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Old vaccine retooled to overexpress large protein
A new TB vaccine candidate using a genetically modified version of the BCG vaccine has so far delivered promising results in guinea pigs challenged with TB, says its inventor, Marcus Horwitz, PhD, professor of medicine in the department of medicine and microbiology, immunology, and molecular genetics at the University of California in Los Angeles. The vaccine is expected to enter human safety trials within the year, he adds.
Horwitz says he modified the BCG vaccine to make it over-express one of the proteins secreted by the TB mycobacterium. That protein, Antigen 85-B, is used to build the bug’s cell wall. Because it is the most abundant protein, Antigen 85 seemed from the start a likely candidate for triggering an immune response, says Horwitz. Because it is secreted outside the mycobacterium, it is readily available to the immune system for recognition and processing.
"We’d already done some work that showed extracellular proteins are important immunoprotective molecules for intracellular parasites in general," say Horwitz. "In addition, we’d shown that purified extracellular proteins induced protection. We decided to focus on the 30 KD protein, the Antigen 85 protein, because it’s the most abundant secretory protein."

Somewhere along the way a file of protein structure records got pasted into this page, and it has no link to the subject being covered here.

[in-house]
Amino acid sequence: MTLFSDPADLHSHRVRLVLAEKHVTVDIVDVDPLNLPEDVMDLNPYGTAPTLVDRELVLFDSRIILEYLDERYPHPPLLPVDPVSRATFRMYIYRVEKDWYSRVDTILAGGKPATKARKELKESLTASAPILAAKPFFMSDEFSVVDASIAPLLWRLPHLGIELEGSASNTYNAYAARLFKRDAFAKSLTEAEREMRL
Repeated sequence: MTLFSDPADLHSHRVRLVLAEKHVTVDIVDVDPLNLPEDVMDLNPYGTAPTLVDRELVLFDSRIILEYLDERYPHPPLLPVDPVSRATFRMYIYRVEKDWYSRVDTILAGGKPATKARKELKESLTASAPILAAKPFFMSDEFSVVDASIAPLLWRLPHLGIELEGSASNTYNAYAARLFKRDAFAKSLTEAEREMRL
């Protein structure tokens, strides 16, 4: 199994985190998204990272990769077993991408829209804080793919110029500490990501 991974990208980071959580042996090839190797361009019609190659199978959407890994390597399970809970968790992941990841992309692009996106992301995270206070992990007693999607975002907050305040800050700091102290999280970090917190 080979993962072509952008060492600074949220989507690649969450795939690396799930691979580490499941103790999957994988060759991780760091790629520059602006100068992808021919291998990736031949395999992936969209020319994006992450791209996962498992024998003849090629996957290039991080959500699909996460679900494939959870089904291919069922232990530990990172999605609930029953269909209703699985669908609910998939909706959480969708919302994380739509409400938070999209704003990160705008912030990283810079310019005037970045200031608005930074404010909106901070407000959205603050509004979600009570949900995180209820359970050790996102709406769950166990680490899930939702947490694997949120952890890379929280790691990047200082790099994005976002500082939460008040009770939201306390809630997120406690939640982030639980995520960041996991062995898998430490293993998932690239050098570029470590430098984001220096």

In fact, when Horwitz immunized guinea pigs using just the Antigen 85 protein in combination with an adjuvant, results were good, he says. The problem was that the immune response wasn’t as strong as he’d have liked.
Trial and error suggested that BCG might make a better delivery vehicle than the adjuvant. BCG met the qualifications on several counts, he explains: "We needed a host that wasn’t pathogenic, but that would reproduce readily," he says. In some respects, E. coli might have been a candidate, because it, too, produces the Antigen 85 protein, albeit in small quantities. M. smegmatis, on the other hand, secretes the protein abundantly, but doesn’t multiply readily in the host.
Perhaps BCG’s biggest plus is that it not only reproduces briskly, churning out sufficient quantities of Antigen 85 as it goes along, but also encodes the protein in its native form — that is, folded in the same way as if M. tuberculosis were making it, says Horwitz.
Once he’d settled on BCG as the host, experiments showed that Horwitz’s genetically tweaked version of the century-old vaccine gave a lot better protection than did ordinary BCG.
For now, Horwitz says he’s working on ways
to increase the potency of his candidate vaccine, perhaps by lengthening the interval between immunization and challenge. In a preliminary experiment when he did just that, the test animals did indeed show more protection, he says.